You recognize this guy, or maybe you don’t under all that hair. That’s Boy Wonder, my once introverted, always artistic lounge lizard who’d rather do just about anything than go play outside on a gorgeous summer day.
We live in southern California where the weather is so perfect it’s criminal 350 days out of every year. With today’s high of 93°F and low of 66°F, there’s simply no reason why my little hermit shouldn’t be outside soaking up all that vitamin D.
We have bikes, scooters, scooter-bike contraptions, water balloons, super soakers, a variety of athletic balls, and loads of eager neighborhood children just vying for the opportunity to play with Boy Wonder and all of his cool outdoorsy stuff. But no, this kid would rather read, draw, beg for screen time, or nap than dare get sweaty playing outside. Part of me gets it. I too have a lot of hair and sweaty head bites, but geez. He’s a kid and dammit, he’ll only be 10 years old once.
I know how when you’re a kid summers seem to last forever along with what feels like a lifetime membership to Kidville, but both expire eventually. There will come a time in the not so distant future when people will think that Boy Wonder spending all day getting dirty, eating popsicles, and playing with his friends isn’t so cute anymore.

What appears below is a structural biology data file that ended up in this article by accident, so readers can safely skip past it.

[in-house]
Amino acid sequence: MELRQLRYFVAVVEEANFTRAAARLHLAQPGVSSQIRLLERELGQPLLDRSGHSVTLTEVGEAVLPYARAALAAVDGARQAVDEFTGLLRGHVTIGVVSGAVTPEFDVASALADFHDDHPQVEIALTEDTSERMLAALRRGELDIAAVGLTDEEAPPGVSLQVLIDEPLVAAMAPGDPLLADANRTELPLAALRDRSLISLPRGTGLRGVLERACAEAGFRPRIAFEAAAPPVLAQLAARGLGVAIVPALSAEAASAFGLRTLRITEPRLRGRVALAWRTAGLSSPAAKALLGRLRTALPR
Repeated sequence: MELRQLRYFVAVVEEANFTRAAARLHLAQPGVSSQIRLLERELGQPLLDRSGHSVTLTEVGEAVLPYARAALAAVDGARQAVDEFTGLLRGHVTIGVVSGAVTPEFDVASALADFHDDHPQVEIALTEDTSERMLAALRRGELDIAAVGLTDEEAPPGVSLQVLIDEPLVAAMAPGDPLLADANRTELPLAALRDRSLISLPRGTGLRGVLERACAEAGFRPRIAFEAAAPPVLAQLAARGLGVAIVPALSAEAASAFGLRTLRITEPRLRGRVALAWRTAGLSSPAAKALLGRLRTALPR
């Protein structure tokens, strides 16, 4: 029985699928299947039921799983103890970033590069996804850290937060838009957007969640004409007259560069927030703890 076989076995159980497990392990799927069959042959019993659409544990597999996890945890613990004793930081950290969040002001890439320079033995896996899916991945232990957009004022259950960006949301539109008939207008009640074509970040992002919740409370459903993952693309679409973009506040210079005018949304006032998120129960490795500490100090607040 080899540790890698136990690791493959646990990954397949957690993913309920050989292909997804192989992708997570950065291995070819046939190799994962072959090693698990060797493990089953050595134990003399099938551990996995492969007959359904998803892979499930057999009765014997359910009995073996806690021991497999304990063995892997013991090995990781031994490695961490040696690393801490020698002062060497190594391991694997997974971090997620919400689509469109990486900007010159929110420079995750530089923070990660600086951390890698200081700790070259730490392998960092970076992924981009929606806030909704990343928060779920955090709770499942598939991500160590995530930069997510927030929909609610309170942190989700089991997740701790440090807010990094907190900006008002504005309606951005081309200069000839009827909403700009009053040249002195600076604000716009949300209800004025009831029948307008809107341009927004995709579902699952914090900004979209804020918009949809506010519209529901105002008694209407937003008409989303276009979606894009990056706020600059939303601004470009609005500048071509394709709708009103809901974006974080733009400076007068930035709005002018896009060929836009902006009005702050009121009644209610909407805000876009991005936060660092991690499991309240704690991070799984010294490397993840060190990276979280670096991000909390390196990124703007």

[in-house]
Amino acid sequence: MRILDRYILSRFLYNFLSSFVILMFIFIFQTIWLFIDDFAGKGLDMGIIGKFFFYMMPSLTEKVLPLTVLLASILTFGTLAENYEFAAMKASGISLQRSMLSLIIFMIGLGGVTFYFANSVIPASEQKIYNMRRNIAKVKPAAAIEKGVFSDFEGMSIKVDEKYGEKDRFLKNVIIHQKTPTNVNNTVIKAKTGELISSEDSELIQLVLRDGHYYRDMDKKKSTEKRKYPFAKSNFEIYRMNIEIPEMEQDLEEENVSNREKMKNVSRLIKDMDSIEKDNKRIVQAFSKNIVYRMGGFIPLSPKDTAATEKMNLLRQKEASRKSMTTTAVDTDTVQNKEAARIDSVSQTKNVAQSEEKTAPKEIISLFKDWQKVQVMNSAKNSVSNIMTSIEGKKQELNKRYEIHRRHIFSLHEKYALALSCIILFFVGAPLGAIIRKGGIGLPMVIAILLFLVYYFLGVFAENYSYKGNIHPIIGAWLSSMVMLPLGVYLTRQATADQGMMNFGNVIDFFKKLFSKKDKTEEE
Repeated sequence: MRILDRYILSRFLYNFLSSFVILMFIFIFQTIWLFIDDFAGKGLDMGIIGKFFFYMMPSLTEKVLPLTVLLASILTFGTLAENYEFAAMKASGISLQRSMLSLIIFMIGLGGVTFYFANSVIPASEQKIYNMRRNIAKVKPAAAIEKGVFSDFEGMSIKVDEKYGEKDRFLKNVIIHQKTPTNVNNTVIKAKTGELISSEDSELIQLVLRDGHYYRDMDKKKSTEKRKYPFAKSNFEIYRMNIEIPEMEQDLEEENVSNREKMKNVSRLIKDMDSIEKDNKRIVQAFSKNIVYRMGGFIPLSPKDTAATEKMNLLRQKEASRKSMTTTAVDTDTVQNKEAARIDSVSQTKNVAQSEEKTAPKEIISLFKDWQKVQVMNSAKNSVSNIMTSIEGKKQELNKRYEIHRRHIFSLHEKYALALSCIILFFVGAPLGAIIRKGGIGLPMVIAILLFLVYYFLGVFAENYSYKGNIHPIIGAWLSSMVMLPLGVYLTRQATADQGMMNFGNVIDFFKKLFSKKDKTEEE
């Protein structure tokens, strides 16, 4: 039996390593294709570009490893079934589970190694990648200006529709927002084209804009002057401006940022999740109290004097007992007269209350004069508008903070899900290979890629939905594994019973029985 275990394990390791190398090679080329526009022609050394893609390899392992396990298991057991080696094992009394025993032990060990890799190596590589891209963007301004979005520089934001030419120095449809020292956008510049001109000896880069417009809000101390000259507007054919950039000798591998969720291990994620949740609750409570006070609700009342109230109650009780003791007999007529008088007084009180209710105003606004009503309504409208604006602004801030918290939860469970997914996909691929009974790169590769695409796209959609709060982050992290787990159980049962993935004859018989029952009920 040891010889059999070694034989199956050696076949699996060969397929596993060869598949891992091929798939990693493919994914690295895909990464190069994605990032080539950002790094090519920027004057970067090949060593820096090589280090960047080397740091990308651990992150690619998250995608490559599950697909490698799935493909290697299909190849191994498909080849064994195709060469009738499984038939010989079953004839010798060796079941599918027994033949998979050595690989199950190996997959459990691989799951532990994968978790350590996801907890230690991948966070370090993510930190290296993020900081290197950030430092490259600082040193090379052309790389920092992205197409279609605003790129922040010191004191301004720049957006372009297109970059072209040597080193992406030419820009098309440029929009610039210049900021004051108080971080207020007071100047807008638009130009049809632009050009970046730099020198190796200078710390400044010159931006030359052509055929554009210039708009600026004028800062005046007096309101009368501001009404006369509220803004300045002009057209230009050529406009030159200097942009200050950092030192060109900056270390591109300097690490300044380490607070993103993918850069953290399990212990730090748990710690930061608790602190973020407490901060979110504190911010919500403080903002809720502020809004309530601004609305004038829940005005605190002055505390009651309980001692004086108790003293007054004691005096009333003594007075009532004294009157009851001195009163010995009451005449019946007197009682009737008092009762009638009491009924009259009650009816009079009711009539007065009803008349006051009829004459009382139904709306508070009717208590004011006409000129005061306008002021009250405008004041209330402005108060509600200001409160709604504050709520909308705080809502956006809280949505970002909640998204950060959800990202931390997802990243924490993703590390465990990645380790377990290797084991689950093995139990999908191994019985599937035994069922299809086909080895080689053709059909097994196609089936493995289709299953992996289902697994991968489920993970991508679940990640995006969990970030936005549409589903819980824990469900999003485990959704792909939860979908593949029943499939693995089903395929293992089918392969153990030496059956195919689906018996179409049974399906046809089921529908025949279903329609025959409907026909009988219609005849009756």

Maybe it’s my fault. Maybe our house is too comfortable. Maybe I should force him. Or maybe I shouldn’t.
Play is supposed to be imaginative and fun and if his idea of play involves reading and drawing in the comfort of his air-conditioned bedroom, is that so wrong? I’m afraid you’re going to tell me it is.
I did a little research on how to get indoorsy types outside to play; check out what I found:
1. Parents, get outside! Good Housekeeping suggests that if we want to get out kids outside, we need to first start with ourselves. Good point, GH. I pretty much spend the entire day glued to my laptop. For tricks and ideas, check out 7 ways bloggers model active lifestyles for their kids.
2. Make it interesting. Oprah.com recommends planning interesting outdoor activities to spark your child’s interests. Nature hikes, nature conservatories, and public gardens are just a few of the places to consider getting your outdoor on.
3. Geocache your way to fun! The National Wildlife Federation knows adventure is the name of the game and has everything you need to start geocaching your way to fun. Check out how to turn a hike into a video game!
How do you encourage your tween to play outside?
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